The Gross Axle Weight (GAW) is the amount of weight a fully-loaded vehicle is holding on one axle. This weight is also gained by placing the car on a scale.

Gross Combination Weight (GCW) is the combined weight of a fully equipped vehicle and is measured by placing the vehicle on a scale also.

Dry Weight is a little different from the above terms. It refers to the weight of a vehicle or trailer that is completely empty.

Wet Weight is defined as the weight of the vehicle, including oil, lubricants, gasoline, and other standard equipment. When you add additional content or optional equipment, it adds to this weight. Passengers, driver, and cargo also increase this weight. When deciding on an RV, dry and curb/wet weight must be a consideration.

Why Knowing Your Teardrop Trailer Weight is Important

Tow Vehicle Selection

To calculate your vehicle’s towing capacity, you’ll need to know the full GCWR — Gross Combined Weight Rating — of the towing vehicle and the teardrop travel trailer you plan to tow, together with all the cargo each will carry, including people and wiper fluid. 

The Gross Combination Weight Rating is determined by several factors: vehicle, engine, transmission, axle ratio, optional equipment, and trailer hitch type used (weight distributing, non-weight distributing, gooseneck).

Towing capacity formula

  1. Find out curb weight (on VIN sticker).
  2. Add the weight of passengers, fuel, and cargo to the curb weight.
  3. Subtract this number from your vehicle’s GCWR (you may have to look this up using your VIN if it’s not on the door sticker).
  4. This is your max towing capacity.
  5. Check to make sure the hitch can also handle this weight.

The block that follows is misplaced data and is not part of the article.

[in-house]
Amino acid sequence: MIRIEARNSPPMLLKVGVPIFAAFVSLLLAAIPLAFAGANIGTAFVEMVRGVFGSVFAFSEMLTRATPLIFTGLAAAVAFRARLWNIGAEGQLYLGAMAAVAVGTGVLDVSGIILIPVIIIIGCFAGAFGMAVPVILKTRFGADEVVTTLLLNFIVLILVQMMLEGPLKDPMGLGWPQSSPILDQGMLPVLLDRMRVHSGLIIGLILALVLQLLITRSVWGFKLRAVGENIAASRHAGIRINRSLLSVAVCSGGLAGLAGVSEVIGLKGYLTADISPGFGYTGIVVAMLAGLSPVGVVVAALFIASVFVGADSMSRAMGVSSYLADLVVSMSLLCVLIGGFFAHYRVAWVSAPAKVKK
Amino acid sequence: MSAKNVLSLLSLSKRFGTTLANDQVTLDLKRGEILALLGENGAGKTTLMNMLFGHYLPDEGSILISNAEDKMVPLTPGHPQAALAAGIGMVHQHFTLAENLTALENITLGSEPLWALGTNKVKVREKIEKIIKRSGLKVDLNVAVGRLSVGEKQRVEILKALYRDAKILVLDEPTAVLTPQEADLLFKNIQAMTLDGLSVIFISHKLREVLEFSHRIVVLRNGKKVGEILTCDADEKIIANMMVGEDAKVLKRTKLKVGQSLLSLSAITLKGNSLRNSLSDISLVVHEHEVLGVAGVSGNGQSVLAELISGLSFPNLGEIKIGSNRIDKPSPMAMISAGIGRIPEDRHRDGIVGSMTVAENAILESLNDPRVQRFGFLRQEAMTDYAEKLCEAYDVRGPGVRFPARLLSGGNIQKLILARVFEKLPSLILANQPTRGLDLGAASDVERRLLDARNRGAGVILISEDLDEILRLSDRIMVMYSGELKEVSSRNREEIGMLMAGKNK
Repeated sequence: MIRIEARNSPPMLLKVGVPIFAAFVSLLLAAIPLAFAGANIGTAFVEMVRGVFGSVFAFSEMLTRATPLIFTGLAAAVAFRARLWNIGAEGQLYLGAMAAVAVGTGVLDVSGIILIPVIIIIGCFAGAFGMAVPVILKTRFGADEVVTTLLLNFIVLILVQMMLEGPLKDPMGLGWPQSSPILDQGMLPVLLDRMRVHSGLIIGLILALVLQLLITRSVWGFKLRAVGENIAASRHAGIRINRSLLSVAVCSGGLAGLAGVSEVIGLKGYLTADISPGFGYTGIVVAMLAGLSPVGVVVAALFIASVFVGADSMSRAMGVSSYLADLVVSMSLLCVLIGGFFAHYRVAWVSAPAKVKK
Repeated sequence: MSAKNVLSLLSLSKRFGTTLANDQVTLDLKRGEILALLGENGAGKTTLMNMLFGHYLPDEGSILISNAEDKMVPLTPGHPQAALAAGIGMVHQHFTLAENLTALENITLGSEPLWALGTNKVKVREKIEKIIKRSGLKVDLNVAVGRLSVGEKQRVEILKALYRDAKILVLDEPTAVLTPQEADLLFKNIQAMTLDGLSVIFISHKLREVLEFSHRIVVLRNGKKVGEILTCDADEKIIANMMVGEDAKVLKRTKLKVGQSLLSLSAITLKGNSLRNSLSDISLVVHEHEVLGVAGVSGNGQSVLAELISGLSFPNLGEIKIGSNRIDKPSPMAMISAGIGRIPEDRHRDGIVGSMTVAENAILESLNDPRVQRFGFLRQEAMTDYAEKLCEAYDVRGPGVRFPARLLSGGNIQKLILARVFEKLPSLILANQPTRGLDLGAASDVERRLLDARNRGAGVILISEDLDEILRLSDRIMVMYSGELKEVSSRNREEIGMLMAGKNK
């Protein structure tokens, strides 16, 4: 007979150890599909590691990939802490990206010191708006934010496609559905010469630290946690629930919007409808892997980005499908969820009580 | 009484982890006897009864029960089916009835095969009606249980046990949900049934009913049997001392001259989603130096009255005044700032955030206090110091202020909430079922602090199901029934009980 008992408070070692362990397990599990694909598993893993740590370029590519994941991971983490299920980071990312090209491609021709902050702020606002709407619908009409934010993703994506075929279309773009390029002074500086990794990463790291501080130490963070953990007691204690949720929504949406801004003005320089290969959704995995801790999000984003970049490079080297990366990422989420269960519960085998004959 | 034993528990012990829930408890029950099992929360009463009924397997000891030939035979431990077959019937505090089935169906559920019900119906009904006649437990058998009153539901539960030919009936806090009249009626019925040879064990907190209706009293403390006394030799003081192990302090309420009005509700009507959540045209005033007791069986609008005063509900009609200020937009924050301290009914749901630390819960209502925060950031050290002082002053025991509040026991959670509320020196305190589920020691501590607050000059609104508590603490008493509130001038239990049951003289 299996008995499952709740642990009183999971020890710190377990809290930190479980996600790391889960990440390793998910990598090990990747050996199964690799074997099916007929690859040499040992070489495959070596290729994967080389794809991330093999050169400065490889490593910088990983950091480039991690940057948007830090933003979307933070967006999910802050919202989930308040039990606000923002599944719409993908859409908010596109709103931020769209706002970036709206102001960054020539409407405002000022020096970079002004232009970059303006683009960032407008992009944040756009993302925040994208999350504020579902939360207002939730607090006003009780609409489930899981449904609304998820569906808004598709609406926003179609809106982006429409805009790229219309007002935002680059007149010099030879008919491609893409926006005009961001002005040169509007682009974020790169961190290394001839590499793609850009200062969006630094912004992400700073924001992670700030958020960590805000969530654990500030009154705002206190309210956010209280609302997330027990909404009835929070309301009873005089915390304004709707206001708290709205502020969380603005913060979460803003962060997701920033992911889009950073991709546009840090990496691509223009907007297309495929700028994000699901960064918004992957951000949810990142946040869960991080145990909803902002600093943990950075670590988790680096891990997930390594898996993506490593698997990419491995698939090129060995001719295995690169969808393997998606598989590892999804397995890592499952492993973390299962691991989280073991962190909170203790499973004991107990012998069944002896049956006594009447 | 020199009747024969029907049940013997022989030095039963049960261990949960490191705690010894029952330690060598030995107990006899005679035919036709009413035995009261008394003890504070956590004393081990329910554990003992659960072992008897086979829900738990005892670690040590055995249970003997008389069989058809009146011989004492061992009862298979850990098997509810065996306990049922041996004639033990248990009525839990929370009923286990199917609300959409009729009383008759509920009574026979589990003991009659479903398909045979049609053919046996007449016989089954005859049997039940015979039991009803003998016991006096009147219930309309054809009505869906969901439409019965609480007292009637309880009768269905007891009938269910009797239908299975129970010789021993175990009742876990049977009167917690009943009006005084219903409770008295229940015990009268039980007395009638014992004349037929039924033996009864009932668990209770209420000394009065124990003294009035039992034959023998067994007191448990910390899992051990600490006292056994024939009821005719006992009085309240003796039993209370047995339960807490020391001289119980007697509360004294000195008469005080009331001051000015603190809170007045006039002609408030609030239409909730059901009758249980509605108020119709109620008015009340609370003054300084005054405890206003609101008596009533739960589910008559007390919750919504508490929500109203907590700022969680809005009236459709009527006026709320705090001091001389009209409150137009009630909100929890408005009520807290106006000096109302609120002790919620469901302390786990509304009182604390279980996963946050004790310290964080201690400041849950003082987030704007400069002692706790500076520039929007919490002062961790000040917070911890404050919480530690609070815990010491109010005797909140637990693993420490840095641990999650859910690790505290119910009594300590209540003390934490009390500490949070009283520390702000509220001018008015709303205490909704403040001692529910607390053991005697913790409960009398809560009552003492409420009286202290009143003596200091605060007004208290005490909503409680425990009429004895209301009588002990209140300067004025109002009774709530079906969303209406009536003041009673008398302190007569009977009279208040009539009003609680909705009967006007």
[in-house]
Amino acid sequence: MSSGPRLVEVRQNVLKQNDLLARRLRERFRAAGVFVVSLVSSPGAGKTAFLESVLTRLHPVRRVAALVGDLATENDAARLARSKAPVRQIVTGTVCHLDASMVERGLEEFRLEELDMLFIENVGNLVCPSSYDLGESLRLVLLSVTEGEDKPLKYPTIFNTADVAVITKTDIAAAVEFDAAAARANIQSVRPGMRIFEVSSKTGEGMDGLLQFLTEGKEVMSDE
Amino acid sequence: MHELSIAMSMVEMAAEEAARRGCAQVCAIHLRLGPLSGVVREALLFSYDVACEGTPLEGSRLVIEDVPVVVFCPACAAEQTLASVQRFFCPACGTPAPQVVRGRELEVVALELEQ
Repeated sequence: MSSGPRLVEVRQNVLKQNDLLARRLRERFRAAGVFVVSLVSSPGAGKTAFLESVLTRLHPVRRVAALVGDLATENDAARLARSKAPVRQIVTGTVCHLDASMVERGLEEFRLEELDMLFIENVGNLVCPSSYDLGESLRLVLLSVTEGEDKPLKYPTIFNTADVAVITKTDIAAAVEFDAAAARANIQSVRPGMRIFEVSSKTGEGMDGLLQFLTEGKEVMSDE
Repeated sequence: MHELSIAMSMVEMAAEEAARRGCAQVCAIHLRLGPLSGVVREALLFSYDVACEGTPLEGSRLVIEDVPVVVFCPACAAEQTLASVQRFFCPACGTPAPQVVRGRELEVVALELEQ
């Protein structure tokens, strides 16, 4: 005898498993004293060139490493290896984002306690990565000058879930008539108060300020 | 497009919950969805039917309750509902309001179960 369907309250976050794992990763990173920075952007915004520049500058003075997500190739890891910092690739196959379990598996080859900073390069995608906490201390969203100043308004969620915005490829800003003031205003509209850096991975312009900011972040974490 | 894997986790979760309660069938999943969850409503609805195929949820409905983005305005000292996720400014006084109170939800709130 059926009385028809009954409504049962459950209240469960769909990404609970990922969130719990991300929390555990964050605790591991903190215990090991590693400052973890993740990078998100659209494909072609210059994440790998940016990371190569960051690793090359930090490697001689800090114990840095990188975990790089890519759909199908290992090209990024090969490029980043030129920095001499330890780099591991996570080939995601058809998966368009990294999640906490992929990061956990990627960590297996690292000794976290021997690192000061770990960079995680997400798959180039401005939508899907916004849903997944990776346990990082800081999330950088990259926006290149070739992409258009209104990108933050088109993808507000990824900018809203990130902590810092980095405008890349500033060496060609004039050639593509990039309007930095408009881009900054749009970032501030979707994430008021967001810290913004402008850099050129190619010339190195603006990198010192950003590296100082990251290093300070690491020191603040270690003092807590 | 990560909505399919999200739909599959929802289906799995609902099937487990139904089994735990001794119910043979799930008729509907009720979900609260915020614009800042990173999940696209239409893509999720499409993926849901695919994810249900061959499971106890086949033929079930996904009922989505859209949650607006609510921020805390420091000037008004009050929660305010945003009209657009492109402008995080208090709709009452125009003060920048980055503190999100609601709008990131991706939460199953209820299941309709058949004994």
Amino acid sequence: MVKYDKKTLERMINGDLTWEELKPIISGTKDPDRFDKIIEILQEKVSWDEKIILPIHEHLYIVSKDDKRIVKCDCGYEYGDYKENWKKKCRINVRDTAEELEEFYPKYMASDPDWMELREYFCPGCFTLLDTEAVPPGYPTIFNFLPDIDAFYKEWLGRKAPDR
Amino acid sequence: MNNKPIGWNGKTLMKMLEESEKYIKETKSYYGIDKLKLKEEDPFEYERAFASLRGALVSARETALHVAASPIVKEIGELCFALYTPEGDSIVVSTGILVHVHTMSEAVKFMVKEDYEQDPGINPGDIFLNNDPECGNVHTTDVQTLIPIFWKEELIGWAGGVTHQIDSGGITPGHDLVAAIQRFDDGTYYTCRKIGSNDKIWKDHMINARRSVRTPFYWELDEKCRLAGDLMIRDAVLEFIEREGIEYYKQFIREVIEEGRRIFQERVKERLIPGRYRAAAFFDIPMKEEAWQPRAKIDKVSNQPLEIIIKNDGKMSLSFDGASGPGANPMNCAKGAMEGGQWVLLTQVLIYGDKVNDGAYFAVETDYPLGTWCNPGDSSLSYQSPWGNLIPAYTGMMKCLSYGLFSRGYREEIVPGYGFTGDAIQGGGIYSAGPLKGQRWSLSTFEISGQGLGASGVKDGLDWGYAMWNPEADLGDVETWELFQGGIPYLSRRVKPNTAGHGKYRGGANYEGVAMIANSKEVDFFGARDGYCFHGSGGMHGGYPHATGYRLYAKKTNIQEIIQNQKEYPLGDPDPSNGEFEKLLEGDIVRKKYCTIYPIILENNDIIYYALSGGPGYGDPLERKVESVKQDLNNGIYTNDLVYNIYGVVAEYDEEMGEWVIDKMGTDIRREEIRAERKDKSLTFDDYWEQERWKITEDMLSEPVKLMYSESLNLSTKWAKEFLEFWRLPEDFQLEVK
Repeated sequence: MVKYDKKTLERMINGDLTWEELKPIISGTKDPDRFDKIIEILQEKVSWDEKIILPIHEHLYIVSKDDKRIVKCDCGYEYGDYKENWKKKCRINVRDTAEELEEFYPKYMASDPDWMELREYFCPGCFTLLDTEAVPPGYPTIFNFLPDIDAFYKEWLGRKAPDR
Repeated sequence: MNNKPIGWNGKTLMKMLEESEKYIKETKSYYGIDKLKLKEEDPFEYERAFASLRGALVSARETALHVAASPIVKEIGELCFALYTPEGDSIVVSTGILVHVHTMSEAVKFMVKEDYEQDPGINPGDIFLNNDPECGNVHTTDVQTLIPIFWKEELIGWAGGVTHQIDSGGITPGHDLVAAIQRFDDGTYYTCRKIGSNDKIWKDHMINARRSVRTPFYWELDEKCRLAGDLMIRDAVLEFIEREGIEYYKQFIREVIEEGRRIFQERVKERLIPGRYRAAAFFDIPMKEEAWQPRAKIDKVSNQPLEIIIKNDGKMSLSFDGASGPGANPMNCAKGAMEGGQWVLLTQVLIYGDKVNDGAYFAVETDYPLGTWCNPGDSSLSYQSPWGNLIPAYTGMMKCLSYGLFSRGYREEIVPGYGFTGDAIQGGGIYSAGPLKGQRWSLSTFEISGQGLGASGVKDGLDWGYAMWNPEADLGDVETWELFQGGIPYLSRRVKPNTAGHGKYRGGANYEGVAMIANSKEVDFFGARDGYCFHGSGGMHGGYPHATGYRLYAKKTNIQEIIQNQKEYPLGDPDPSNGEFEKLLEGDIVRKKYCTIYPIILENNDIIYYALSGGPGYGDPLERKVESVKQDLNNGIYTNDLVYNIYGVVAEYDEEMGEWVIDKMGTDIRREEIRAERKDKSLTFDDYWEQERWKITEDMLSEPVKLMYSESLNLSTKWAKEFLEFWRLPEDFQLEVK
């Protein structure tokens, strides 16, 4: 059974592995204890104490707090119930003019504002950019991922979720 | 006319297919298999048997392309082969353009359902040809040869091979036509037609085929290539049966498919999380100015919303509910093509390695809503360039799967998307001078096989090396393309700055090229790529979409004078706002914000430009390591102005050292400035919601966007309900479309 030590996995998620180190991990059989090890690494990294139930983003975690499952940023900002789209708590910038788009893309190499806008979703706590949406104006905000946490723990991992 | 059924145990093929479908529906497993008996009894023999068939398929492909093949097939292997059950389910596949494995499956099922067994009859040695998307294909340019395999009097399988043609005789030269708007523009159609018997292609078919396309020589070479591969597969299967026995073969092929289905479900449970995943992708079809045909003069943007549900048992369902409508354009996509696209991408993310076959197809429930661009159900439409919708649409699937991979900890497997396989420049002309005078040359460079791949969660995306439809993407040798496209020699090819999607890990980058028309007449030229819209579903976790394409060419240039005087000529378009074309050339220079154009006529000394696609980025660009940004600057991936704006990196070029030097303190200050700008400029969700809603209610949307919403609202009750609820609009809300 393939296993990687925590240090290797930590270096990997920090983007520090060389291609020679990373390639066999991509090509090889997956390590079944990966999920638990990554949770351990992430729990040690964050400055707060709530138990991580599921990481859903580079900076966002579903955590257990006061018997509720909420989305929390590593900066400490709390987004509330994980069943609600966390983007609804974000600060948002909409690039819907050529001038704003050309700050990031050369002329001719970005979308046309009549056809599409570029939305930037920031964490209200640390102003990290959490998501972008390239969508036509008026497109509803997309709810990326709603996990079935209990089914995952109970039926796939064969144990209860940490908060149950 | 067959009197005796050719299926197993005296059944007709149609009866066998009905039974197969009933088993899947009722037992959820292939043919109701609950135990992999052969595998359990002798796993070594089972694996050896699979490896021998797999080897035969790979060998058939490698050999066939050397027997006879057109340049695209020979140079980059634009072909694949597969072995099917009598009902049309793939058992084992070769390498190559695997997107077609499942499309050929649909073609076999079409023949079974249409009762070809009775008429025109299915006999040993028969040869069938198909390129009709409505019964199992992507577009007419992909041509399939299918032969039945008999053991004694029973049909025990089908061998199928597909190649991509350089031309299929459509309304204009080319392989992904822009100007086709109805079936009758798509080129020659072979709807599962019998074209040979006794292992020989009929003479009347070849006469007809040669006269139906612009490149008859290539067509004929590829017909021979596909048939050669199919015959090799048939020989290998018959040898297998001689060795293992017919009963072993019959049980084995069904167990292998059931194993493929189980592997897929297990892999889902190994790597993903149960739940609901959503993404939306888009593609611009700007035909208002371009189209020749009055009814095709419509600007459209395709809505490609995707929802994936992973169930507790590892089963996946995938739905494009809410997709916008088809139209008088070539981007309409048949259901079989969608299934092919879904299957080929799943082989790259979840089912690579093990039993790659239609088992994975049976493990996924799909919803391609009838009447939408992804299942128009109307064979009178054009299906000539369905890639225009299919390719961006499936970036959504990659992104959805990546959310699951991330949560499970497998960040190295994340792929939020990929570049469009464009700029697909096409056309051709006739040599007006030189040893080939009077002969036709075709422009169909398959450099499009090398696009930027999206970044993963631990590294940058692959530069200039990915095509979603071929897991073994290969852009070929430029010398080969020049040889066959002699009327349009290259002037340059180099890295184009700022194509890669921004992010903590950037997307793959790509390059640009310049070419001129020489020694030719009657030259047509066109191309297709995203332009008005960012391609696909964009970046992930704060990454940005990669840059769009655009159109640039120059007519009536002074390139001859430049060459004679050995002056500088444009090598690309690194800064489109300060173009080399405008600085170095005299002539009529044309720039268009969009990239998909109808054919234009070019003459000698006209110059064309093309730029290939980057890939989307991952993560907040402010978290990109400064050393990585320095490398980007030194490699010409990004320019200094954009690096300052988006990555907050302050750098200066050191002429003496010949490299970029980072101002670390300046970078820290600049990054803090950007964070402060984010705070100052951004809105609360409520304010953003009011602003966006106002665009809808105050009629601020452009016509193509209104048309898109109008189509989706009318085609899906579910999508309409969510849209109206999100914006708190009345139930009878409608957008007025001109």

Hitch Selection

When towing a teardrop trailer with your family car, you can choose from three basic types of trailer hitches. Hitch types include weight distribution hitches, bumper hitches, and Class I hitches.

A weight distribution hitch is usually only used for lowing larger capacities, but may be a good choice if your teardrop model weighs over 2,000 lbs. 

Bumper hitches attach under the rear bumper of your car. They are generally suitable for towing lightweight trailers and come with a standard two-inch ball mount receiver as well as attachment points for backup safety chains.

Class I tow hitches are rated for towing trailers that weigh no more than 2,000 pounds.

Tongue Weight

Tongue weight is the amount of your trailer’s weight that transfers to your tow vehicle through the trailer’s tongue or gooseneck.

Typically, the tongue weight of your trailer will be anywhere between 9-15 percent of your gross trailer weight.

Tongue weight will increase if you load too much gear into the front of your teardrop. Your tongue weight should never exceed 15 percent of the total weight of your trailer. If it does,  It can cause too much downward pressure on your trailer hitch and can be dangerous to tow.

Weight Distribution

This ties into tongue weight above, but you also don’t want to overload your trailer on one side. Since teardrops are among the most lightweight trailers around, it becomes important to distribute the weight inside evenly.

If you overload the cargo on one side, it can cause it to drag to one side and cause dangerous towing situations.

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Gary Michaels